A new advance ruling has stressed housing societies across the country to cough up GST on the sinking funds and repair funds these societies have created. Apart from the maintenance collected where it exceeds the threshold limit, the sinking funds shall also be subject to 18% GST under the same conditions.
Suppose the entire value of charges collected by a Residents’ Welfare Association (RWA) or a housing society surpasses the threshold limit of Rs.7,500 per month per member. In that case, a GST of 18% will be applied, according to the Maharashtra Authority for Advance Ruling (AAR).
Earlier in April 2021, the Karnataka AAR had also ruled for an 18% GST levy on such sinking funds. While AAR judgements are only applicable to the firm that has brought the case to the bench, they tend to set a legal precedent.
The Karnataka AAR reasoned that the sinking funds or corpus funds are advance receipts towards services to be supplied by the society to its members. Accordingly, the time of supply for taxation as per the relevant provisions of the CGST Act will be the receipt of funds and not the utilisation.
Most of the time, housing societies collect money from residents to cover future expenses. Several housing societies in India would be affected by the decision. This decision emphasises that taxability under the GST law is not affected by nomenclature, collection mechanisms or forms. To assess the taxability, RWA should carefully evaluate the nature of all collections taken from its members, such as expense reimbursement, common area charges, deposits, and so on).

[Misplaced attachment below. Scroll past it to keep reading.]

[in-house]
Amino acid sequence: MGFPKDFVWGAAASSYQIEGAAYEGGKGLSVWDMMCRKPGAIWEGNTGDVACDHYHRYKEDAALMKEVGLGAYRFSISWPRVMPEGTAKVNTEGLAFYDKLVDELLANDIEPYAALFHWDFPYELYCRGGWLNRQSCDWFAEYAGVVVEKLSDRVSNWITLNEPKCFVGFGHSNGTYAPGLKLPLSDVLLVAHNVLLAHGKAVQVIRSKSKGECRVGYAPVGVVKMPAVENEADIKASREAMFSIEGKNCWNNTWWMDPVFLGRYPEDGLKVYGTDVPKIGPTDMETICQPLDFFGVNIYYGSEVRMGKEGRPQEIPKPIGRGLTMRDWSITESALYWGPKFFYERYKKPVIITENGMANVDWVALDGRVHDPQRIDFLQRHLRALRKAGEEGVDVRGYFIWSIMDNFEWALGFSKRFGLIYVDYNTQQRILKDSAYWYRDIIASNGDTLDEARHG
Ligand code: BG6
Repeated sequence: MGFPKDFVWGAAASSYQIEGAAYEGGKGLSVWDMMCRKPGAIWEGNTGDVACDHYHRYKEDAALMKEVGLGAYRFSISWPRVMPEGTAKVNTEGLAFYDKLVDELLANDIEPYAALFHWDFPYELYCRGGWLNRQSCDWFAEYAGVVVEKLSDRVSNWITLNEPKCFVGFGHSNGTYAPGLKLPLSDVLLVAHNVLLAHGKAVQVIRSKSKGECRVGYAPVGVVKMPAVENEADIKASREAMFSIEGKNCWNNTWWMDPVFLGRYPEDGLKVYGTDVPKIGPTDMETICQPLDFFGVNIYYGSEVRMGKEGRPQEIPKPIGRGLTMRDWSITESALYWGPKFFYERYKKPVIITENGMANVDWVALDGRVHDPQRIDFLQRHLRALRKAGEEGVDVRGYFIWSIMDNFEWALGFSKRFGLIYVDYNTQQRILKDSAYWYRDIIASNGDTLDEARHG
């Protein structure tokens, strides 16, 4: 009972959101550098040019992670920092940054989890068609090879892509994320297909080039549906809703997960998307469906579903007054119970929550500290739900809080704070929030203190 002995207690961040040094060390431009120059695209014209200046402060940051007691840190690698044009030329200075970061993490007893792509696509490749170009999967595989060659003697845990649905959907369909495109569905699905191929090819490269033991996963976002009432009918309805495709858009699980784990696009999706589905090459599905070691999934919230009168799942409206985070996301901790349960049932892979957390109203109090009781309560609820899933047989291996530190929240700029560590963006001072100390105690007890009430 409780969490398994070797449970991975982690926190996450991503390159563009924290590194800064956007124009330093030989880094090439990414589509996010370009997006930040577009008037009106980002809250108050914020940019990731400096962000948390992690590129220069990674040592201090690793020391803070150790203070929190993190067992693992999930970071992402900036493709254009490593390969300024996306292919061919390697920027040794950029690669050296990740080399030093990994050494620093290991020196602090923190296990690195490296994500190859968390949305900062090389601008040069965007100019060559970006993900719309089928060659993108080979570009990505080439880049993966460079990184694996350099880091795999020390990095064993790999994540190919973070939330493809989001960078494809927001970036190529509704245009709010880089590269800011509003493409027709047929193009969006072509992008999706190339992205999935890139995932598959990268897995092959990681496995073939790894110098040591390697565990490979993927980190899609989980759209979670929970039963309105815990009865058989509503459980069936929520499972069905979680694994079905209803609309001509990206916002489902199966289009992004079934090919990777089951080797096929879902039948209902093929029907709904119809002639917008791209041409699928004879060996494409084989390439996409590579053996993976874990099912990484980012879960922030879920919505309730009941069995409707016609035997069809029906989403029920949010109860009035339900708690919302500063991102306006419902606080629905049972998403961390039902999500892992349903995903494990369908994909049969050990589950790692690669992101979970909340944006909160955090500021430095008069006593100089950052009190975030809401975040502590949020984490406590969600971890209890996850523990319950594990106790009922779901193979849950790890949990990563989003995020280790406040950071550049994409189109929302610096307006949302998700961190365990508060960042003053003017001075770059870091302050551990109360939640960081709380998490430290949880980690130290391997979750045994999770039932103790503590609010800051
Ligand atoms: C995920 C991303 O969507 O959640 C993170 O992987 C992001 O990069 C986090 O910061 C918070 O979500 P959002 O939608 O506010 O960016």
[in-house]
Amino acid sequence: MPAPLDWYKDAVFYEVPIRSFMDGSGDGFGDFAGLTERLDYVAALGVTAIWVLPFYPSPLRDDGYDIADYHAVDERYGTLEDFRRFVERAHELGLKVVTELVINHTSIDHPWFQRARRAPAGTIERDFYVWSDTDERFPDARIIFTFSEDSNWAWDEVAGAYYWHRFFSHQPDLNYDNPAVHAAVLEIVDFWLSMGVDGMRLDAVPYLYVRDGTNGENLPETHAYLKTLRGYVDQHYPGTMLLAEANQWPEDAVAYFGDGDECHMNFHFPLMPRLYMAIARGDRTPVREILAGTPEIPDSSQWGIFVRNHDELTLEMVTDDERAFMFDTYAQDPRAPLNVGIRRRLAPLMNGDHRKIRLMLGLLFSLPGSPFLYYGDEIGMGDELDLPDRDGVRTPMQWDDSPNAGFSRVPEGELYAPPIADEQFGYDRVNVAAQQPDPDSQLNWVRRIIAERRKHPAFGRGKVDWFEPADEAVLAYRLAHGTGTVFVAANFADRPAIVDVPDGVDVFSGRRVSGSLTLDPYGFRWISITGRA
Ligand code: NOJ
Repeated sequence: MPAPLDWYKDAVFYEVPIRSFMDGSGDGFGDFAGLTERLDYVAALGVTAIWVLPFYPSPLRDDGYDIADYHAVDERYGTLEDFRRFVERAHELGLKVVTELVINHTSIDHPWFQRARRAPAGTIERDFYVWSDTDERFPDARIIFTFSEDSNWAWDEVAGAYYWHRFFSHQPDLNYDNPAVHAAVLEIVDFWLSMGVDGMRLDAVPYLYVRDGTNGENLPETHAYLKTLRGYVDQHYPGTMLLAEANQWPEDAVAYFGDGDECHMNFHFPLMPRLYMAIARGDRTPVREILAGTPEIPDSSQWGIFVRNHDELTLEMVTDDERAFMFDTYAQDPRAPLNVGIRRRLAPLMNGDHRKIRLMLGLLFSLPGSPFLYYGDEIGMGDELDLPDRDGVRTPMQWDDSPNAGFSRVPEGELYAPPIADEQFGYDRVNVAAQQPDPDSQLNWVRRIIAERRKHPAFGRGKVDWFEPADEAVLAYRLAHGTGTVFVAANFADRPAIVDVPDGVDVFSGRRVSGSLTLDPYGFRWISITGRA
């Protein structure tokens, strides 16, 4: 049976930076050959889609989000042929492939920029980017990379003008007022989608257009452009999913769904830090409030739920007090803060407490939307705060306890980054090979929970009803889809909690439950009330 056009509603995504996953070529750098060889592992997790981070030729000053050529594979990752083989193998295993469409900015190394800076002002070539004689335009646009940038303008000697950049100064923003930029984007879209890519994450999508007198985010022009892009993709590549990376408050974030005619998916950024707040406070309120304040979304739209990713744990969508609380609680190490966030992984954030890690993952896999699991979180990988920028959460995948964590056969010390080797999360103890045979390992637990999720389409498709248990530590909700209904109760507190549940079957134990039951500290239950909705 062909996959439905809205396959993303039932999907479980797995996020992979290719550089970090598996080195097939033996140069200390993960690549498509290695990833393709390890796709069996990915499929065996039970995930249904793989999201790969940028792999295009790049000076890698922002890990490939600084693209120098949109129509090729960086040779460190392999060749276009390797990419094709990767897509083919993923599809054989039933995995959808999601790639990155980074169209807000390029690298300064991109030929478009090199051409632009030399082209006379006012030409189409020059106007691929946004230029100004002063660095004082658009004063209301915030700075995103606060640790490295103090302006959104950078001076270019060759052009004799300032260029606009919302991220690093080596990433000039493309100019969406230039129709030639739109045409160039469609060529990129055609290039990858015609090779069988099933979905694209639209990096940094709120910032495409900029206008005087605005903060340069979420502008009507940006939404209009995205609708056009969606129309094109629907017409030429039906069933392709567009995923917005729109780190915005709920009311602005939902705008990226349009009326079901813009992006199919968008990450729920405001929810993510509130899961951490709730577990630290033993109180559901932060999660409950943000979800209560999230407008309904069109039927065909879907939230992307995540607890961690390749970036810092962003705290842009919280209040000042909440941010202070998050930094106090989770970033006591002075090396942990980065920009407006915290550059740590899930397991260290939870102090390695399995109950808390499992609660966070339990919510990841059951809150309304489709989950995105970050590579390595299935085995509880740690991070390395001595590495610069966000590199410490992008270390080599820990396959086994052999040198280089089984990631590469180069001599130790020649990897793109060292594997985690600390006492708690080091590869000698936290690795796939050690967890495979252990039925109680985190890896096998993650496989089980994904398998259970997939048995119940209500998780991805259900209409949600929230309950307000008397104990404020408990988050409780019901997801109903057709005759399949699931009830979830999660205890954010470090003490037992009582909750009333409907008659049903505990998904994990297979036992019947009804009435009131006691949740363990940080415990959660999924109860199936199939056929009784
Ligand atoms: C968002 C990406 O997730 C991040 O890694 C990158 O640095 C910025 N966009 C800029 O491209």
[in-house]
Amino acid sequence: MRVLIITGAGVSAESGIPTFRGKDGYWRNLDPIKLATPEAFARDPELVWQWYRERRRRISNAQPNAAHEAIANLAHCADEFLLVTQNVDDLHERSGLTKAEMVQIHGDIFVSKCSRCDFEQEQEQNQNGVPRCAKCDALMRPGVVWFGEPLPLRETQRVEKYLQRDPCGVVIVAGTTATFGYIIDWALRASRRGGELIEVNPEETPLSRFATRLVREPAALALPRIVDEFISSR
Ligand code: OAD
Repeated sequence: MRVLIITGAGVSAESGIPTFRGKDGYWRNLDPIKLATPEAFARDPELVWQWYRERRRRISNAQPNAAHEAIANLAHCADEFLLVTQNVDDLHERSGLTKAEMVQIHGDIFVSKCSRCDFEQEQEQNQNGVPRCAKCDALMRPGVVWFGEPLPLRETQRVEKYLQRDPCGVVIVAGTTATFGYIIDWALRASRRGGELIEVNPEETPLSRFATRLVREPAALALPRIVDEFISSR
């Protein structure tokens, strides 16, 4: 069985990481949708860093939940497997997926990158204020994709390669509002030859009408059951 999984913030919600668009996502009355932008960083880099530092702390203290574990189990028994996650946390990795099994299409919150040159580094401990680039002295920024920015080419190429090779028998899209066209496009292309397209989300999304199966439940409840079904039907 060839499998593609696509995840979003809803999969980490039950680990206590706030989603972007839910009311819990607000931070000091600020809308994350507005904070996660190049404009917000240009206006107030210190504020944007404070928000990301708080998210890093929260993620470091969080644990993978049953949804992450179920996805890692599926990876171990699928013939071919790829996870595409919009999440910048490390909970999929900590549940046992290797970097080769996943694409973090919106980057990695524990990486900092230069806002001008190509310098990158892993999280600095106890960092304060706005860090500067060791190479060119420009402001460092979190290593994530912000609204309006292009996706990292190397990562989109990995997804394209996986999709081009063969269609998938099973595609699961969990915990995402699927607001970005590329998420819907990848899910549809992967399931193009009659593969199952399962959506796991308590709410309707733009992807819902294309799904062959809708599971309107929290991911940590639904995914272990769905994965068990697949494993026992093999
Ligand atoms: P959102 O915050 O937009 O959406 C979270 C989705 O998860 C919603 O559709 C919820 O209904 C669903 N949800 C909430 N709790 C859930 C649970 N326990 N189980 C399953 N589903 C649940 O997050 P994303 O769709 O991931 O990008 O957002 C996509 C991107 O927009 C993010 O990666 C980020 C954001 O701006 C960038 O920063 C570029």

Industry experts believe that the housing societies, particularly in Mumbai, practice collecting specific amounts from their inhabitants as maintenance costs over time. A portion of the funds is parked for future needs. The money collected is sometimes invested in specific instruments. Most housing societies did not pay GST on this sum until recently.
For any clarifications/feedback on the topic, please contact the writer at firstname.lastname@example.org
Annapoorna, popularly known as Anna, is an aspiring Chartered Accountant with a flair for GST. She spends most of her day Singing hymns to the tune of jee-es-tee! Well, not most of her day, just now and then.